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DCBureau.org releases investigation into New York legislator’s possible conflicts of interest
“Conflicts of Interest – New York Style” examines Republican State Senator George Winner’s actions involving gas drilling in the Marcellus Shale
Washington, DC, June 2, 2010 – The same year a powerful republican New York state senator endorsed industry-drafted revisions to gas drilling laws, his law firm represented the largest natural gas producer in the state. When asked whether he found his actions to be a conflict of interest, state Senator George Winner (R-NY) responded, “Not at all.”
There are two sides competing for money in the Marcellus Shale gas rush: landowners and energy companies. Winner makes money from both. He is an active partner in a law firm that profits from landowners and energy companies involved in natural gas deals.
“You either represent landowners, or you represent the companies because even though it’s not a direct conflict of interest, it’s a kind of philosophical conflict,” says Christopher Denton, an Elmira, N.Y., attorney and Winner’s old law partner.
Winner serves counties overlaying a tremendous store of natural gas, but his involvement in New York gas deals is widely unknown because the state does not require in depth financial disclosures. Winner admits his firm did “a couple real estate transactions” for Fortuna Energy Inc., a company that has aggressively pursued gas leases in his district. Winner says his involvement with the company is not a conflict of interest, but some constituents disagree.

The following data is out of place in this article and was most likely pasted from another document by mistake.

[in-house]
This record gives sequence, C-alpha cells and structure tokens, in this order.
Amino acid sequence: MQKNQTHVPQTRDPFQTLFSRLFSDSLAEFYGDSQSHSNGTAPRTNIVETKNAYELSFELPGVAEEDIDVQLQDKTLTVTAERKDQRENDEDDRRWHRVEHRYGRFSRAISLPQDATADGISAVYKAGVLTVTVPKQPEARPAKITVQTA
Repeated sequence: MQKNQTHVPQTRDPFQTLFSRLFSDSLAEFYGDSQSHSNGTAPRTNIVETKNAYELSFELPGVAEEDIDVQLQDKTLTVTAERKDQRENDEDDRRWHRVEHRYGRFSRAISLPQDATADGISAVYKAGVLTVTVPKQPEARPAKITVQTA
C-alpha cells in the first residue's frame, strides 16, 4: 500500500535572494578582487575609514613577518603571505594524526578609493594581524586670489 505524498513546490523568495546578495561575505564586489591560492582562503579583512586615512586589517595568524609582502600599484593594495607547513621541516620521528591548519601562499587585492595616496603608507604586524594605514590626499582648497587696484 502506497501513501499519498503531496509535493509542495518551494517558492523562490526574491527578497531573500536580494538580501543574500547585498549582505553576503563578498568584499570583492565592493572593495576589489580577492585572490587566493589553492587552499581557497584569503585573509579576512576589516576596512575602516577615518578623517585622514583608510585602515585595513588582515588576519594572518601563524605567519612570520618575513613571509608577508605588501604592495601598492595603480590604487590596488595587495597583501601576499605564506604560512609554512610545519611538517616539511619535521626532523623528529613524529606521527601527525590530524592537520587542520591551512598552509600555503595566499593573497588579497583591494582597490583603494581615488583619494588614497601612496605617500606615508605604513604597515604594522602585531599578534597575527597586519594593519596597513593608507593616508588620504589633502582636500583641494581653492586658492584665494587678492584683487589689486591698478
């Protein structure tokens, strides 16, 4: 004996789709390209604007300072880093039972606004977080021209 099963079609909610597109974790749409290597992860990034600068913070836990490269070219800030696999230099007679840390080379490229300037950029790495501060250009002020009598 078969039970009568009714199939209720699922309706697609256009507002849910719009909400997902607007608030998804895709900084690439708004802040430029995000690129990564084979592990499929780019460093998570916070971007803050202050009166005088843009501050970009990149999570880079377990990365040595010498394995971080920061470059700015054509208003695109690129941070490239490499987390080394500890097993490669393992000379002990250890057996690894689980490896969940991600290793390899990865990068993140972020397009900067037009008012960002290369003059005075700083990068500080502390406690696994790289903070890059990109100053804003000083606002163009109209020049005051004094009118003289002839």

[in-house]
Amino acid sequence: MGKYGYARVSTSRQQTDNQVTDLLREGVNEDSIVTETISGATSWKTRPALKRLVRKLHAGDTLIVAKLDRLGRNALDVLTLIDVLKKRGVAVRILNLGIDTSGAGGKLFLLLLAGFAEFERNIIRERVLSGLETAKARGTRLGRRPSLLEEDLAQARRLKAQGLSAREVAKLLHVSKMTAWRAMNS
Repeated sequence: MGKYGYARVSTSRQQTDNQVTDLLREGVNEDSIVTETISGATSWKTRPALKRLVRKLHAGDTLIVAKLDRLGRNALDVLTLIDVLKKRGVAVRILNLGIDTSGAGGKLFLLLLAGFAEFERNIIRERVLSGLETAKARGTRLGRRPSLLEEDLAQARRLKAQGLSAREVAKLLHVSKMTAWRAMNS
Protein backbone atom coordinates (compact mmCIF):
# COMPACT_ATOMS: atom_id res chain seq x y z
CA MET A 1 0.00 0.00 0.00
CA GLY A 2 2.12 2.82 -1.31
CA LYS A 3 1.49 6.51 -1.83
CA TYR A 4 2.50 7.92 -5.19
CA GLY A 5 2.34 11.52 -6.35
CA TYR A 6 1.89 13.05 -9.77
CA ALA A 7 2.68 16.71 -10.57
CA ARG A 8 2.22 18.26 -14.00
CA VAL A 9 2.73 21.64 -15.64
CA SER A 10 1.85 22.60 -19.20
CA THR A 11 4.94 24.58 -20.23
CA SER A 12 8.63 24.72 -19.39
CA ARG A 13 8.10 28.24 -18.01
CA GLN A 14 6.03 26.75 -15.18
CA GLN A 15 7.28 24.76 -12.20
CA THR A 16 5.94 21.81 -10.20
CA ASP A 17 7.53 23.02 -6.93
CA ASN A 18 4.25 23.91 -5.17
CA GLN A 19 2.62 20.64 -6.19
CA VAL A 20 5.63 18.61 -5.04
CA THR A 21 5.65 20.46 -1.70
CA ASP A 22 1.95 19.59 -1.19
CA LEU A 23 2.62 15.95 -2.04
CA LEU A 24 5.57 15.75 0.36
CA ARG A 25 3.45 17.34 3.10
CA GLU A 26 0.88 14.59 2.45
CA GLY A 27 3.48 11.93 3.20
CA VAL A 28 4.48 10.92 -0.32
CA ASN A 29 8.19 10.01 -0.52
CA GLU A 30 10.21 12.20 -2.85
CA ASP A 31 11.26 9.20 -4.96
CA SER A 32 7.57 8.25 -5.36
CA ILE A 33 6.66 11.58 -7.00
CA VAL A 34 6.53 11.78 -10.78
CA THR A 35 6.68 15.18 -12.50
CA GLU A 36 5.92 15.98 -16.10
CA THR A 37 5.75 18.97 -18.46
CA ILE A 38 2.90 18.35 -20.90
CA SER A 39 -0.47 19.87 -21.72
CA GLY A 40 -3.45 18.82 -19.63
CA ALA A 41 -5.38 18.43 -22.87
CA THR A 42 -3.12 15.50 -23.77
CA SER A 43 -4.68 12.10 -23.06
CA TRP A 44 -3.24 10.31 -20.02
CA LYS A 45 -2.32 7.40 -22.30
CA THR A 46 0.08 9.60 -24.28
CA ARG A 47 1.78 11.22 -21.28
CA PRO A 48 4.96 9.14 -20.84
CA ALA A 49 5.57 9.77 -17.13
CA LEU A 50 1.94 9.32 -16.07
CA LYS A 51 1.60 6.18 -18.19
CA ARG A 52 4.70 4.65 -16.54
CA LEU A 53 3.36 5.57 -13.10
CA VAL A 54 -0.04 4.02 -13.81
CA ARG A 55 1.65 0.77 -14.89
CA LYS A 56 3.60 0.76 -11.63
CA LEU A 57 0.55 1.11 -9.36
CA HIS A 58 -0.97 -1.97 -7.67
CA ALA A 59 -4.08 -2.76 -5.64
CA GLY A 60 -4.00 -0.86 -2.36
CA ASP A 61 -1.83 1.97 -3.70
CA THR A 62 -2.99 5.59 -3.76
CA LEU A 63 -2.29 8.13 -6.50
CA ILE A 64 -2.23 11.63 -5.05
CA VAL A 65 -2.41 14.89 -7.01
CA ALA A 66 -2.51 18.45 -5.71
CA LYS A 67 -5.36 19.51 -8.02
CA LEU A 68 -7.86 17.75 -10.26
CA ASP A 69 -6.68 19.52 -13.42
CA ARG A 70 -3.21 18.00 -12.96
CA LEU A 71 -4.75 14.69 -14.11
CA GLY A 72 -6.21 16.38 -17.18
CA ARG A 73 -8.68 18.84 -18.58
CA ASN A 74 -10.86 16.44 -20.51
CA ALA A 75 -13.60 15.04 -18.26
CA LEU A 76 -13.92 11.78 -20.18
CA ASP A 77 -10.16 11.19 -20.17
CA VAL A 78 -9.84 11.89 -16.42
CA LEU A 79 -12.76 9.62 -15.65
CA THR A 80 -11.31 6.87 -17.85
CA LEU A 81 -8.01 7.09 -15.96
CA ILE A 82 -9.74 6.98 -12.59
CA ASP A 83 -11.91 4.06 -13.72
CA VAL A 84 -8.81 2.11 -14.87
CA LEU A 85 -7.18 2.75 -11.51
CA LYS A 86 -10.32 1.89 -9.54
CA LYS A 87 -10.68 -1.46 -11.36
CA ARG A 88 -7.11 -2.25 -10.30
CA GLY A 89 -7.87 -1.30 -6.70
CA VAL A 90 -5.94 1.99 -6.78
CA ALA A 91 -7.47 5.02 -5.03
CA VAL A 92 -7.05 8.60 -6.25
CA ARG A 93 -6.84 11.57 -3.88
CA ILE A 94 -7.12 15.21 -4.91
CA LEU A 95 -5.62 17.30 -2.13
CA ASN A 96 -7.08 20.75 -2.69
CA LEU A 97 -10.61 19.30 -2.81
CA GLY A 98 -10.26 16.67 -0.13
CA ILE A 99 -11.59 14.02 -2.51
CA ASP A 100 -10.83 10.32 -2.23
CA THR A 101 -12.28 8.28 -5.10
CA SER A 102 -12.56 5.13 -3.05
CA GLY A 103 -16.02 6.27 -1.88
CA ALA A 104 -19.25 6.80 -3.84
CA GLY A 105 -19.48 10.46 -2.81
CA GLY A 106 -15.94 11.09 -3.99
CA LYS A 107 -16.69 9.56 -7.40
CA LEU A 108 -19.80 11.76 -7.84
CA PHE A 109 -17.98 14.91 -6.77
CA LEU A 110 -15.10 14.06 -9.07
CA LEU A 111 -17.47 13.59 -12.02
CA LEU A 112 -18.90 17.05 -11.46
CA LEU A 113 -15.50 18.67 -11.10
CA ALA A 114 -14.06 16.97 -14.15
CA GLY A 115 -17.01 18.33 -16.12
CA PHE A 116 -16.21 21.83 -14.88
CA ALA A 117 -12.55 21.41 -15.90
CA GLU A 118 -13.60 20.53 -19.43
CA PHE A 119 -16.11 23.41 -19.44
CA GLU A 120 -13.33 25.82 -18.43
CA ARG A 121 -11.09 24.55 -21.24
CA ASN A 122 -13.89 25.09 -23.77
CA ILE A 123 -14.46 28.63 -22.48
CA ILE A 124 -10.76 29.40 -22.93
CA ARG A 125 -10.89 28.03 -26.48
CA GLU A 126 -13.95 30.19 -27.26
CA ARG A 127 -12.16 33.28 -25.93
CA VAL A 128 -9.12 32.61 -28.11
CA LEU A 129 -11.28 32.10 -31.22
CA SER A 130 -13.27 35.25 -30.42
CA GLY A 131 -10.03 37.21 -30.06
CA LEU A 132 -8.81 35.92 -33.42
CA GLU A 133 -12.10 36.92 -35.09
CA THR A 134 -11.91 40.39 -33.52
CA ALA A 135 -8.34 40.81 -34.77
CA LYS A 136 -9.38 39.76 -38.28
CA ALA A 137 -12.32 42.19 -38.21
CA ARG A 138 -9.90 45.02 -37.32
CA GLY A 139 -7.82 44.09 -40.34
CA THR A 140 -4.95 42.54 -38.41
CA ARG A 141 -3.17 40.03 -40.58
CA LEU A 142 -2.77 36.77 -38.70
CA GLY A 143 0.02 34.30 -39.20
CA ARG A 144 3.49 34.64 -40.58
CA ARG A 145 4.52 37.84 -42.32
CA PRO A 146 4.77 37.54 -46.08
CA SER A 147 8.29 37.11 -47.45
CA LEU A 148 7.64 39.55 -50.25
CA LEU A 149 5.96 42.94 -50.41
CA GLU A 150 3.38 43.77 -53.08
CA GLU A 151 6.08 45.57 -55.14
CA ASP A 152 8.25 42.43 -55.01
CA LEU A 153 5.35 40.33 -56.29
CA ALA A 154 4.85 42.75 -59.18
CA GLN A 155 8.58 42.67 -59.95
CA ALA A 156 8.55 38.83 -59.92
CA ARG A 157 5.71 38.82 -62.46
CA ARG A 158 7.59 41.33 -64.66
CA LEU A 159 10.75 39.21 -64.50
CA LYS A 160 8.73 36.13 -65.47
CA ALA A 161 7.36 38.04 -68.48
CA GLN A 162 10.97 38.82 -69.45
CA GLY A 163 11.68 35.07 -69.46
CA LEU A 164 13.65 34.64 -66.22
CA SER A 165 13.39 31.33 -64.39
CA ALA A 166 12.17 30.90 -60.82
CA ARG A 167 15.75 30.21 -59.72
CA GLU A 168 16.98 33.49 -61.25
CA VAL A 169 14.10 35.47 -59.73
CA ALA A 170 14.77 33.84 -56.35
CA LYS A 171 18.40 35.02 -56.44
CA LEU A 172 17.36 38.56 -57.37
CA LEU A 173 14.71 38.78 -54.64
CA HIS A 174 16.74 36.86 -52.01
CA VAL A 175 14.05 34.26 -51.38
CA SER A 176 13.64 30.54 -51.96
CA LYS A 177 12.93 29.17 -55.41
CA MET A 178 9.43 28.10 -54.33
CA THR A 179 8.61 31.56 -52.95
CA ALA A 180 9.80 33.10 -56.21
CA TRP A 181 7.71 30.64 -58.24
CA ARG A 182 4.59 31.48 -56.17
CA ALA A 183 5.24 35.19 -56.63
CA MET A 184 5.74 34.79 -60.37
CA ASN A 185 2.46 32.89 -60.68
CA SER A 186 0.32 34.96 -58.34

Angela Burton, a resident of Winner’s district, says, “He is a politician and a lawyer and uses his business ripping everybody off when he is supposed to be representing us.”
One of Winner’s earliest legislative actions, after taking office in the state Senate in 2005, was amending gas drilling laws. He takes campaign contributions from energy interests, and his firm represents competing sides – landowners and energy companies.
“He never has released his client list, and he bristles mightily at suggestions to do that,” says Mayor John Tonello of Elmira, Winner’s political opponent for the 53rd District State Senate seat in 2008.
Tonello says Winner’s campaign contributions are the “best” examples that he has close ties to major energy companies. Records show between 1999 and 2009, Winner received approximately $28,000 in donations from the energy sector – including donors like Exxon Mobil Corp., Chesapeake Energy Corp., and the Independent Oil and Gas Association of New York. His largest contributor from the industry and former client, Fortuna Energy Inc., donated $8,000.
Winner’s law firm – Keyser, Maloney and Winner LLP – represented Fortuna Energy Inc., now called Talisman Energy USA Inc., the same year he revised state drilling laws.
“I’ve had people from that area complain to me that Senator Winner is in a law firm that represents some of the companies that are involved in oil and gas exploration,” says New York Assemblyman William Parment (D-NY), who helped revise state drilling laws. “I think for political purposes it would be better for the situation not to exist.”
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